That is, if the stockholders do not supply more money the bonds are constantly getting poorer, because there is a larger percentage of debts.

Senator ROBSION. Who sold these bonds? Did you engineer the sale?

Mr. BURROUGHS. My house has sold some of them, not all of them. Most of them have been sold to the public. I think we have underwritten some issues.

Senator Rossion. What price did you get?
Mr. BURROUGHS. I could not remember.
Senator Rossion. Did they sell for less than par?

Mr. BURROUGHS. I do not remember. I am told $100 for the A and $101 for the B.

Senator ROBSION. What rate did they bear? Mr. BURROUGHS. Those are 10-year 6 per cent bonds. Senator Rossion. Now, you have in mind the amount of stock which you expect to issue, either of preferred or common, in the near future, have you not? You have figured it out, have you not?

Mr. BURROUGHS. No, sir; we do not have it in mind. As the company needs additional capital to build mains and provide additional services as the city grows, we want some way by which we can raise the money, and under the present circumstances there is no way without waiting for direct action by Congress.

Senator Rossion. What was the necessity of this $11,000,000 of bonds if the company has $2,600,000 par value and $7,473,000 of surplus.

Mr. BURROUGHS. Well, it has $30,000,000 or $40,000,000 worth of property. It has invested something over $30,000,000 in the Washington company alone, as I recall it.

Senator ROBSION. And this $11,000,000 was to take care of debts against the company?

Mr. BURROUGHS. To provide part of the money with which the plant was built.

Senator RobsION. That was to cover debts or claims owed by the company.

Mr. BURROUGHS. It does not cover debts. A company has to raise money by one of two ways, either through the sale of bonds, which is its borrowings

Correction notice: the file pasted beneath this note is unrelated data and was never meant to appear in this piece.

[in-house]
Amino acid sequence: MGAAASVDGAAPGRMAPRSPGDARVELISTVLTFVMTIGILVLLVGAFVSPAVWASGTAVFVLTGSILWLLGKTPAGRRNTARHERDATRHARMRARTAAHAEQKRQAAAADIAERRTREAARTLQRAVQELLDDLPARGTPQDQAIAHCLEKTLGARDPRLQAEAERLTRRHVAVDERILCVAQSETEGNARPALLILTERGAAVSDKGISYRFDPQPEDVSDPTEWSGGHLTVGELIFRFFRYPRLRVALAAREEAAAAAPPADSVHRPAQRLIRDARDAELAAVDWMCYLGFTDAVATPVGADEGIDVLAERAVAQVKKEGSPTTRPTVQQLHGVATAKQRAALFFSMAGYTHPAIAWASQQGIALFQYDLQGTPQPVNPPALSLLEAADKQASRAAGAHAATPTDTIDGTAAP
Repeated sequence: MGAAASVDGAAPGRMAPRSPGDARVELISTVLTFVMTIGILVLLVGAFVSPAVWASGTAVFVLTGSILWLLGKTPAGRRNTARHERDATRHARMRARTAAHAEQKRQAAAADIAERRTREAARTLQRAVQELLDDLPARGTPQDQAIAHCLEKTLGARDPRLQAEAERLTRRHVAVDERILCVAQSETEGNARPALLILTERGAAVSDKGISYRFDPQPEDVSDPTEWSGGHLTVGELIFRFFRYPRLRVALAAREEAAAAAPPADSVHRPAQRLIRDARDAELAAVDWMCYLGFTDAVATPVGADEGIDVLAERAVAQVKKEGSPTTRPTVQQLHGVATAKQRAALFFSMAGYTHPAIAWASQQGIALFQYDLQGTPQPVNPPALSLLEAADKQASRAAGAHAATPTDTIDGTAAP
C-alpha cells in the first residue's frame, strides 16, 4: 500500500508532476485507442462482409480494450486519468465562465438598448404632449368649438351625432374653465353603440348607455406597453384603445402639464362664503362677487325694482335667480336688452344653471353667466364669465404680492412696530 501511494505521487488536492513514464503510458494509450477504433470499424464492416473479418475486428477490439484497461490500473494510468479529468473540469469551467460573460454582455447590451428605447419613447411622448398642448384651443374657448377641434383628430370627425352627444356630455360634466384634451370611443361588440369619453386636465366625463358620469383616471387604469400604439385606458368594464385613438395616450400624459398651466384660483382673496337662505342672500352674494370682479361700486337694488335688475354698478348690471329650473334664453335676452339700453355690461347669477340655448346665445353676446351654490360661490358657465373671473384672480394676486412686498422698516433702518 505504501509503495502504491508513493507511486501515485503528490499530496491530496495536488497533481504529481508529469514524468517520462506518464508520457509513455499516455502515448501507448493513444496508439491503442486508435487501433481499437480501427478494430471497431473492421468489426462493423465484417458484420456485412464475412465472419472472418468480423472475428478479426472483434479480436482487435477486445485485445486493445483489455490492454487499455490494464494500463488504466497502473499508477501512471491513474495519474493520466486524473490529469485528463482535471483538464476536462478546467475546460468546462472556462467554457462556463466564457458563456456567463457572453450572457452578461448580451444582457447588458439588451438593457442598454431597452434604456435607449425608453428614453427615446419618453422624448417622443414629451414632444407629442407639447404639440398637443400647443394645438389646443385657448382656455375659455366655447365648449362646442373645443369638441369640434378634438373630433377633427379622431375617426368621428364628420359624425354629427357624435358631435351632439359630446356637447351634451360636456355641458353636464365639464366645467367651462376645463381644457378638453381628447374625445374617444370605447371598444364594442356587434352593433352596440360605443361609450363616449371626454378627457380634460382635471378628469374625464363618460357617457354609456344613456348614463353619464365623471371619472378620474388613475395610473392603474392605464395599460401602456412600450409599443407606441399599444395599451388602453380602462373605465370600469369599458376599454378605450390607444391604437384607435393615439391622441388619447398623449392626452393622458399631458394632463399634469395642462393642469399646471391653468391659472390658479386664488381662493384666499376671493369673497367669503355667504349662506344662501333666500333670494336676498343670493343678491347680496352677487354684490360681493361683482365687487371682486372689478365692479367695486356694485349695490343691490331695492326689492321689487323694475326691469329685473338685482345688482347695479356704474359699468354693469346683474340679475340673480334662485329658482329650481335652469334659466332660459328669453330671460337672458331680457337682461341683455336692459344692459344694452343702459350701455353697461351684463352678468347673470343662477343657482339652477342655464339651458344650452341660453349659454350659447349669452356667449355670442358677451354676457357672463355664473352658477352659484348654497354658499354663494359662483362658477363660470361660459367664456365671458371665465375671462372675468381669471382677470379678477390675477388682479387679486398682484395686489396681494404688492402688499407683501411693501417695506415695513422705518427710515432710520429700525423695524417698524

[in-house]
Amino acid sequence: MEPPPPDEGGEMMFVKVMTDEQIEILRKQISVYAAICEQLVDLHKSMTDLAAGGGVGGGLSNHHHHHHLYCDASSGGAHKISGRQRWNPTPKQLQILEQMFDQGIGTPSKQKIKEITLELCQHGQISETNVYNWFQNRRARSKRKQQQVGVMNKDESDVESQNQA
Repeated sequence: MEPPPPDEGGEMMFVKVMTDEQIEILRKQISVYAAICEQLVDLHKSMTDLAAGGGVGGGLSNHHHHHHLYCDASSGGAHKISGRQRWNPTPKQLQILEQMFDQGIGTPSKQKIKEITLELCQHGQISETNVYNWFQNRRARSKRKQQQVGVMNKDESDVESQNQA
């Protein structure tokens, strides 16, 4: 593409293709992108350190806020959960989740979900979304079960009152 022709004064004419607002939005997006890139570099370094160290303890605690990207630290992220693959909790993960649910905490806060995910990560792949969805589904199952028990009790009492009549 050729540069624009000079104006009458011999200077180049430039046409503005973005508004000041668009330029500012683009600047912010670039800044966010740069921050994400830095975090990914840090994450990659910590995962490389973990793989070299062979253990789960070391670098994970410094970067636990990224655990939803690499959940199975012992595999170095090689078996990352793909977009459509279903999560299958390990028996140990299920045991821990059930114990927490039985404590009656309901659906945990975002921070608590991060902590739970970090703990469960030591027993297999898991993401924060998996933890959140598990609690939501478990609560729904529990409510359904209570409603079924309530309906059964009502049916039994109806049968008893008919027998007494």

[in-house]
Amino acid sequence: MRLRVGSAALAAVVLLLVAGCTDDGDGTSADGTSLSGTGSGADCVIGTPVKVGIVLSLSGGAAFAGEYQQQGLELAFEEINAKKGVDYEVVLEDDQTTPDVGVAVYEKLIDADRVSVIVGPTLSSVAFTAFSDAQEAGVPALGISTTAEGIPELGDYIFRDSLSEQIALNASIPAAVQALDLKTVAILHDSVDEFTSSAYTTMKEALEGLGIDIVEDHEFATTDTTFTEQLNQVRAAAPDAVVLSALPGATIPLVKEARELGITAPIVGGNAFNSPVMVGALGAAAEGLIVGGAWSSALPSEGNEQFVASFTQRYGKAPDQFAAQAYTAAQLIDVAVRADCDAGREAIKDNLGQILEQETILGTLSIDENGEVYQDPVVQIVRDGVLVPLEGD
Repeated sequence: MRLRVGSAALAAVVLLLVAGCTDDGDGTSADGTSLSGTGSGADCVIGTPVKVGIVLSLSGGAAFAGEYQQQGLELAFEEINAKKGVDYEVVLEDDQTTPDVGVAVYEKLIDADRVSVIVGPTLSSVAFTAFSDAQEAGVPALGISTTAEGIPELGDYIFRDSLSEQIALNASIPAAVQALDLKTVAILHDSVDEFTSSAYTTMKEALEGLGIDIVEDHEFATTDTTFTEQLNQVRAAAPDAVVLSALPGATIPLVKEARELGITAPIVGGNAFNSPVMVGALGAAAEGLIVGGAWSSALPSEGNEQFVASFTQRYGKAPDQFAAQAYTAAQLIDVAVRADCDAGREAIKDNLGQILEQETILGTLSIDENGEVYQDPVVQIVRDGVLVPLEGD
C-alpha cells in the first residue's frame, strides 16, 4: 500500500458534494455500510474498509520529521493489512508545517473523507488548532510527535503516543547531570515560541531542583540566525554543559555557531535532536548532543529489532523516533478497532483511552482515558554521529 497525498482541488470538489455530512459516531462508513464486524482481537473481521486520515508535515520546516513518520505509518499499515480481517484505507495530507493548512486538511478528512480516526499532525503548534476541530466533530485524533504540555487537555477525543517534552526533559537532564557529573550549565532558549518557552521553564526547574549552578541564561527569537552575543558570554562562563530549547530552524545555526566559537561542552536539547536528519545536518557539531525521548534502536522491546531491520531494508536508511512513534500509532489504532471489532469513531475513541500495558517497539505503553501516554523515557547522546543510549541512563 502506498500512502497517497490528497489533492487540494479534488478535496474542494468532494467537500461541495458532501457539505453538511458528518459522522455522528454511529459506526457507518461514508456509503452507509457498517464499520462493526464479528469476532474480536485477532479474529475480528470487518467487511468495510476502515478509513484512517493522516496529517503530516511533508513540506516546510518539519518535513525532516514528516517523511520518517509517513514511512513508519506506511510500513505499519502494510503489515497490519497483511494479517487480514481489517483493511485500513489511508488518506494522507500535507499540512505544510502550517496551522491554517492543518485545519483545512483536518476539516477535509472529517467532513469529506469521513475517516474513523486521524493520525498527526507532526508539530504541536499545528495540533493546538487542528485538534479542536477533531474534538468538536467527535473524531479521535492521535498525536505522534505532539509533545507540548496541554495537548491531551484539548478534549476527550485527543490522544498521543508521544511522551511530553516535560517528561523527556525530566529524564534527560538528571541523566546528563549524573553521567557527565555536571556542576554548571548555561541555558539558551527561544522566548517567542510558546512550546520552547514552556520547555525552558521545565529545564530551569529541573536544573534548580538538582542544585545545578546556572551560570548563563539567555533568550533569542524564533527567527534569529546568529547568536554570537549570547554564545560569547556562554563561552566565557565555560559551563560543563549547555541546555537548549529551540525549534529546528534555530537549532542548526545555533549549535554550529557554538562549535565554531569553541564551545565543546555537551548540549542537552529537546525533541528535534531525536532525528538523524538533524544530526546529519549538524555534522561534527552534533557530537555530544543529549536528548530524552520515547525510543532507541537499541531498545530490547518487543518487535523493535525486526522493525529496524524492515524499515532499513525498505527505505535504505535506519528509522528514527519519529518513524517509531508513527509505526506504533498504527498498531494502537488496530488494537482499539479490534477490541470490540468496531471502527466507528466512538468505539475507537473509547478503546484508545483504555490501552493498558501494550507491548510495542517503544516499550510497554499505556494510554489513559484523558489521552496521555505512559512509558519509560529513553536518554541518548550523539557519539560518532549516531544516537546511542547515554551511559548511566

Senator ROBSION. Well, make it the obligations of the company. Mr. BURROUGHS. To raise the capital to build the property. That is why it was issued.

Senator ŘOBSION. Those things are obligations.

Senator COPELAND. I suppose these bonds which are outstanding are the successors of various bond issues in the past that go back originally to the construction of the plant.

Mr. BURROUGHS. Yes. It is a very old system and as it has grown from time to time additional stocks and bonds have been issued. Now, there were some 50-year bonds that were issued sometime ago—I don't remember when; there are $2,500,000 of those outstanding. Then there are $4,000,000 of so-called series A, 6 per cent second-mortgage bonds.

Senator ROBSION. Are all of these bonds due or about to become due? Mr. BURROUGHS. Not for some time. There

no early maturities.

Senator Rossion. What did you pay for this stock?

Mr. BURROUGHS. We acquired part of it privately and part of it we acquired by general offer to the stockholders at $125 a share.

Senator ROBSION. Can you tell about the average?